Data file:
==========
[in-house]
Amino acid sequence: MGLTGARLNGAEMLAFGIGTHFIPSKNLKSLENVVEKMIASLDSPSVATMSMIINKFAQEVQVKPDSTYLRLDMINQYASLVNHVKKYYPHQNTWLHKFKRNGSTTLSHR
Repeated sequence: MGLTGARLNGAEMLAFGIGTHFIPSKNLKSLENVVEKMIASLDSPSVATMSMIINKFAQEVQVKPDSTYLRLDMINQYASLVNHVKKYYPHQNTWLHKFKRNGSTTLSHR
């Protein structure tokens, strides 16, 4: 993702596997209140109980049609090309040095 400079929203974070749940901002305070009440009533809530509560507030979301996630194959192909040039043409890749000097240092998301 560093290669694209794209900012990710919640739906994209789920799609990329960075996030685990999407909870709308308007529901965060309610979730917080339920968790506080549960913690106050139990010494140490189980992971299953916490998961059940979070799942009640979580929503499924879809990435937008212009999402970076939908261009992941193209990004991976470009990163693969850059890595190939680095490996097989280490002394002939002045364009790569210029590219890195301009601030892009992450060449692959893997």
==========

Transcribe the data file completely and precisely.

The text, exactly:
[in-house]
Amino acid sequence: MGLTGARLNGAEMLAFGIGTHFIPSKNLKSLENVVEKMIASLDSPSVATMSMIINKFAQEVQVKPDSTYLRLDMINQYASLVNHVKKYYPHQNTWLHKFKRNGSTTLSHR
Repeated sequence: MGLTGARLNGAEMLAFGIGTHFIPSKNLKSLENVVEKMIASLDSPSVATMSMIINKFAQEVQVKPDSTYLRLDMINQYASLVNHVKKYYPHQNTWLHKFKRNGSTTLSHR
């Protein structure tokens, strides 16, 4: 993702596997209140109980049609090309040095 400079929203974070749940901002305070009440009533809530509560507030979301996630194959192909040039043409890749000097240092998301 560093290669694209794209900012990710919640739906994209789920799609990329960075996030685990999407909870709308308007529901965060309610979730917080339920968790506080549960913690106050139990010494140490189980992971299953916490998961059940979070799942009640979580929503499924879809990435937008212009999402970076939908261009992941193209990004991976470009990163693969850059890595190939680095490996097989280490002394002939002045364009790569210029590219890195301009601030892009992450060449692959893997």